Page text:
AT&T Awards 11-Year-Old Girl $20,000 for Distracted Driving App
Although she is only 11 years old — and way too young to drive — sixth-grader Victoria Walker has won a $20,000 award for an app she co-designed to prevent people from texting while driving. The award was given to her and her co-designer, David Grau, a creative director and designer at a California agency, by AT&T, to bring the app to market, as Deborah Netburn reports for the Los Angeles Times.
The app, named “Rode Dog,” works by making it possible for drivers to join a “pack” of friends and family members who are also drivers. Once a driver gets behind the wheel, he or she can check to see if other members of the pack are using their phones to text while driving. If they are, any member of their pack can send them an audio message that sounds like a dog barking. The texting-driver’s phone will then bark incessantly until he or she silences the phone.
Netburn writes that Walker “said she conceived of this app after listening to her three dogs bark and thinking that the sound would be a good deterrent from doing just about anything.”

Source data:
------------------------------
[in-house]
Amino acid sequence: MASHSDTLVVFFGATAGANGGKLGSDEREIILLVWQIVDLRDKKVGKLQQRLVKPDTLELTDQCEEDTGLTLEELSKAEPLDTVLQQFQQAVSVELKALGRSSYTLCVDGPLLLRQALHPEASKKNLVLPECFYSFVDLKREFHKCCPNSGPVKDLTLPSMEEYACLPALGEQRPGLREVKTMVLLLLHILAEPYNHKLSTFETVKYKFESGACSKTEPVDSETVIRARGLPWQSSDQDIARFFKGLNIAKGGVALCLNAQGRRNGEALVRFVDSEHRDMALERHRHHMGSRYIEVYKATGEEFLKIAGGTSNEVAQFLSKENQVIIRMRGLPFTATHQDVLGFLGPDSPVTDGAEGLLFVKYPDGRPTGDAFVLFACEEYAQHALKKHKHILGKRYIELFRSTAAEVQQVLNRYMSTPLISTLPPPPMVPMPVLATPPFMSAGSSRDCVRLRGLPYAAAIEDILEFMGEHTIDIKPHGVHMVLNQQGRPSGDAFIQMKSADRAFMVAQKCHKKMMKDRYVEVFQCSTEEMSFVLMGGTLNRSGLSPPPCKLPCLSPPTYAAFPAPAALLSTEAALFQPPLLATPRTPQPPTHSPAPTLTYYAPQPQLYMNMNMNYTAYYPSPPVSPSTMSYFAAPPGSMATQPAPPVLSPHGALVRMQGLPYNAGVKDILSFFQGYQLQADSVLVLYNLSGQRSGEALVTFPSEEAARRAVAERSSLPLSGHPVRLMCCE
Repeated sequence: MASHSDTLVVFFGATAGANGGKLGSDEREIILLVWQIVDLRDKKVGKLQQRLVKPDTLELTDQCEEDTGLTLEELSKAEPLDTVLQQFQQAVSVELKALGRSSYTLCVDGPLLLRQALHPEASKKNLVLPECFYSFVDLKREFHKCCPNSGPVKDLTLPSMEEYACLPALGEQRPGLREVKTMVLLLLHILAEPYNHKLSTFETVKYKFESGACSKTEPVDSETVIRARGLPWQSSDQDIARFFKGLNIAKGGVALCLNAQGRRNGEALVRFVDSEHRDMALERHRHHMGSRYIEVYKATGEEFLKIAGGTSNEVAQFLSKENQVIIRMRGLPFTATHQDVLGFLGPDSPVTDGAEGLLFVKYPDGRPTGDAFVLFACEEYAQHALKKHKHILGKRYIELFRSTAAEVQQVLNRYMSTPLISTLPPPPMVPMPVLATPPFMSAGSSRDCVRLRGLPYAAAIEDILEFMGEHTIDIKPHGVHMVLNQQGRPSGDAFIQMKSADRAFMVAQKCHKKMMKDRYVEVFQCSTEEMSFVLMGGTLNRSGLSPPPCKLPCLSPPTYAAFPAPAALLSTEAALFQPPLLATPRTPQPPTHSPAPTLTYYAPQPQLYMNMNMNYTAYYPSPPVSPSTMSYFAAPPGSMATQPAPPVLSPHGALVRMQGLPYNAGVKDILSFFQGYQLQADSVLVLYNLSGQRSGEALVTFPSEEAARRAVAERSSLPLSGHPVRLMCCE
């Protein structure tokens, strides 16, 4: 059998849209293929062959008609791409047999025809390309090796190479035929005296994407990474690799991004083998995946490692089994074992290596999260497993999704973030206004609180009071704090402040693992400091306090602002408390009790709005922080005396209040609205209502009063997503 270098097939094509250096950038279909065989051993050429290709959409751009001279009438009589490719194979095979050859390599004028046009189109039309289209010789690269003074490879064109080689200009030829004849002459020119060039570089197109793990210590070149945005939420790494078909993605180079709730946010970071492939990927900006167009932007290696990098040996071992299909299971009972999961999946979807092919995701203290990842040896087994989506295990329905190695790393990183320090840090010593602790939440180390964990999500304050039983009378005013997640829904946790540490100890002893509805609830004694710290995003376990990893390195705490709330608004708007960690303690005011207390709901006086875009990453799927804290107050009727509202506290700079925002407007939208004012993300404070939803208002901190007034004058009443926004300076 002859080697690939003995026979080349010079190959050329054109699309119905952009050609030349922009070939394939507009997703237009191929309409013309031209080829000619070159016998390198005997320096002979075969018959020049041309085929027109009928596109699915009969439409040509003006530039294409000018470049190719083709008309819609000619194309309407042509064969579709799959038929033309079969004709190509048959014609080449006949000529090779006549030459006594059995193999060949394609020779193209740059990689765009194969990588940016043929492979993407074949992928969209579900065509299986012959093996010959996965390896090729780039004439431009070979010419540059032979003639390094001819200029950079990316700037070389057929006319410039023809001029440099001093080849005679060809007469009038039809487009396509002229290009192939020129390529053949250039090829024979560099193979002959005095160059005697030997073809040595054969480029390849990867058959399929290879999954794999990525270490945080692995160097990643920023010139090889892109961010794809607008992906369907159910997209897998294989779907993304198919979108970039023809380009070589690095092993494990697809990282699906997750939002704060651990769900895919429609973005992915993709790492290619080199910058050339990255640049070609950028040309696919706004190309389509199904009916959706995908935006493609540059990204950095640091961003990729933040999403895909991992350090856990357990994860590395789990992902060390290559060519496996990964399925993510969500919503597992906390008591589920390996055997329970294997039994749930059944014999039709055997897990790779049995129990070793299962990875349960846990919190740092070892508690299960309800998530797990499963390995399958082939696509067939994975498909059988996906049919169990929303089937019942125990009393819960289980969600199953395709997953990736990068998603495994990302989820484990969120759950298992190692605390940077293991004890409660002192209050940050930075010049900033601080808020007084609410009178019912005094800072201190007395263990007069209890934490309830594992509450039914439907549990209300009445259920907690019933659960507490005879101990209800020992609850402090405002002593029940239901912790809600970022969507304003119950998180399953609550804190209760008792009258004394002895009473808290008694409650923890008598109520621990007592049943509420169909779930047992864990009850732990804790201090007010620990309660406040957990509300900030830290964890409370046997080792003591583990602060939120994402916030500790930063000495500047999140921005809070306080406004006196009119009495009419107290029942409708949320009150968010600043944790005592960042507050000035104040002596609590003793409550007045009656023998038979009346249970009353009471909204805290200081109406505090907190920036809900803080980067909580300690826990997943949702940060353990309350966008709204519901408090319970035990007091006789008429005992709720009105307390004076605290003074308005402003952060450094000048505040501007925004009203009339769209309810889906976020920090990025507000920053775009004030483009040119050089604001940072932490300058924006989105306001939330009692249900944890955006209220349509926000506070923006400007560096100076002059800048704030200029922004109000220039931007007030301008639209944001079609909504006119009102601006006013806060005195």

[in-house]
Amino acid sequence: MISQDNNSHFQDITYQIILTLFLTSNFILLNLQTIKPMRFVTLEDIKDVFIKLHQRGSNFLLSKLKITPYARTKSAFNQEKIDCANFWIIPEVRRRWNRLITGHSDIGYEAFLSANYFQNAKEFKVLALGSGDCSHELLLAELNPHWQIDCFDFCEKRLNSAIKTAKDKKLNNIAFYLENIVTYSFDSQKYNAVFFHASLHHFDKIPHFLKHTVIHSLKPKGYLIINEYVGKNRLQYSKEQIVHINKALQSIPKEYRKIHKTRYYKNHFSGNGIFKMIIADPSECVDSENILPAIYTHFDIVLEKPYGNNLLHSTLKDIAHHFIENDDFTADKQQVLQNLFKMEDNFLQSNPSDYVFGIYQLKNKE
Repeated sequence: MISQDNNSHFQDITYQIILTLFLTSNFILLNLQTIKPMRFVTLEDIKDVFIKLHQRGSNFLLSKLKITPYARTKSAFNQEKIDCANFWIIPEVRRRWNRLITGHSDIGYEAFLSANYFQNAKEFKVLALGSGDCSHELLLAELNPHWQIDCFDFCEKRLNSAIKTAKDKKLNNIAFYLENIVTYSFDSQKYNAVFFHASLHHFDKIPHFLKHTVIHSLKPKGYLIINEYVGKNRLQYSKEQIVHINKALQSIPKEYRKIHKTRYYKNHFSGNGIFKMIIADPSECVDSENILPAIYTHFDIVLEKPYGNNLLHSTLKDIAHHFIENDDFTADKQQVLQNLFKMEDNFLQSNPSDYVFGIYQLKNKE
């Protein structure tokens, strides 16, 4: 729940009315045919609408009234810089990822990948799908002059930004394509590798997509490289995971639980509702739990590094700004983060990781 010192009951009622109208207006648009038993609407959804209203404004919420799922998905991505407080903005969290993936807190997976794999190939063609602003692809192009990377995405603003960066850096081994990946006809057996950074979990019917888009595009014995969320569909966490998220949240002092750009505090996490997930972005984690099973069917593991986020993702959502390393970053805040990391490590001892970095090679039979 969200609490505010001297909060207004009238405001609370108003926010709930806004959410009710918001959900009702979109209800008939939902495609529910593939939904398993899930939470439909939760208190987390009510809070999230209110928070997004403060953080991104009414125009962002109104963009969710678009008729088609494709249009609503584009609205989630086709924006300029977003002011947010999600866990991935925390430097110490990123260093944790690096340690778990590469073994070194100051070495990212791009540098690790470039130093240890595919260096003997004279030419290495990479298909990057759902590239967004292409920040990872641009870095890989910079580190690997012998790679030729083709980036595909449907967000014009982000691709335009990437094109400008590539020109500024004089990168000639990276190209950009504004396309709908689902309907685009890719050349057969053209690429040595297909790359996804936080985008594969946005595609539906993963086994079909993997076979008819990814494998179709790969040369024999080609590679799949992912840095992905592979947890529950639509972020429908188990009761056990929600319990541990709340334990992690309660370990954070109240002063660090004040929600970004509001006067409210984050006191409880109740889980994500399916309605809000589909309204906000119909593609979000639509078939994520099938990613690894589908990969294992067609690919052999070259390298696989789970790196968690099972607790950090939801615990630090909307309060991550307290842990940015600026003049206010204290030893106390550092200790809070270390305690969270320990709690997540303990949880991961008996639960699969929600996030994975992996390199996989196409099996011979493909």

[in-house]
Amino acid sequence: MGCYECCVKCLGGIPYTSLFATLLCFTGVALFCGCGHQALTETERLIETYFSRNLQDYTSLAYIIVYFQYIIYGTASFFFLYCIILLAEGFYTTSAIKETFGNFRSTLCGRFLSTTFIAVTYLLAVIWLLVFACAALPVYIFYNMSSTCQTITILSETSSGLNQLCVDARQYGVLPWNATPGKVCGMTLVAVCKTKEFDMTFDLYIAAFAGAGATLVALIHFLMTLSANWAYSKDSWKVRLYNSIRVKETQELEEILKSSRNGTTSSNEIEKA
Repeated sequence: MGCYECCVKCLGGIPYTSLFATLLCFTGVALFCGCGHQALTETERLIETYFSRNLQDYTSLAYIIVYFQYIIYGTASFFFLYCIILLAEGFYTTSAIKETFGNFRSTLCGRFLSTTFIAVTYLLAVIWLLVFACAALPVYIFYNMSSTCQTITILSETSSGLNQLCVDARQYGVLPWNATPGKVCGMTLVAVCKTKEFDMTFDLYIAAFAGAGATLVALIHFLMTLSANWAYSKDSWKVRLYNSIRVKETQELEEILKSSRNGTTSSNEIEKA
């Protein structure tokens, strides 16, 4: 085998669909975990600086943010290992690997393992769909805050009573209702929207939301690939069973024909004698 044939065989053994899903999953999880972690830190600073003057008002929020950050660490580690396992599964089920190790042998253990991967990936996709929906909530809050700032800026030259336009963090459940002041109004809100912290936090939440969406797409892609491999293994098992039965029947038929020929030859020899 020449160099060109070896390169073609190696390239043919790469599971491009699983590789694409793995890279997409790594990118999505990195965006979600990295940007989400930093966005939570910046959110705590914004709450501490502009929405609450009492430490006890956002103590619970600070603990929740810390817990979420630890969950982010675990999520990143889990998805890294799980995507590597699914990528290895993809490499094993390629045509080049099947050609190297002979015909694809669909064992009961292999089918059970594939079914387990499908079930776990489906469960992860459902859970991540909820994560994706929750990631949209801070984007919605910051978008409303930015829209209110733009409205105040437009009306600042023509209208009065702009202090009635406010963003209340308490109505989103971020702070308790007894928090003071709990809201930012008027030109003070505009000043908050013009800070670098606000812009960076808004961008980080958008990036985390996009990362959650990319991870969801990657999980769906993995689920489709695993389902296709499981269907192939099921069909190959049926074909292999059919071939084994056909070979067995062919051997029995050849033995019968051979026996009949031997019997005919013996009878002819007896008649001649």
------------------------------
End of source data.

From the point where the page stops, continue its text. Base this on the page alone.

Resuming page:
Walker and Grau met at AT&T’s “It Can Wait” hackathon in Los Angeles, which was held on September 7 and 8 to encourage people to create an app to deter texting while driving, Netburn writes.
As Alexis Santos writes for Engadget, “If you’d rather have a chicken or other animal grab your attention, the duo crafted an in-app shop that offers other wildlife sound sound effects.” Netburn notes that those include a chicken’s clucks and a lion’s roar.
The young Walker said she likes that “This app allows me to protect my parents if they are driving and texting,” as Netburn reports.
“Rode Dog” is not expected to hit iOS, Android, and Windows phones until it is perfected, Santos writes, but the design team will let you know when it is available to buy if you send them your email address at: http://www.rodedog.com/.
The Engadget article inspired a lot of comments, from people with a wide range of opinions. For example, someone named “efektos” writes: “Sounds cute [but] really — who’d use that? And even if someone does — who’d use that more than once or twice?” And a commenter named Greg Lee writes: “This app seems like a huge hassle to use and I really don’t see how this is safer.” Lee was responding to a post by “Nacon,” who writes: “What if the driver crashed because he/she was trying to ‘acknowledge’ it?” A commenter named Simon Johnny writes: “A better solution would be to mandate that new mobile phones are locked from the text message and call screens while the car is moving.”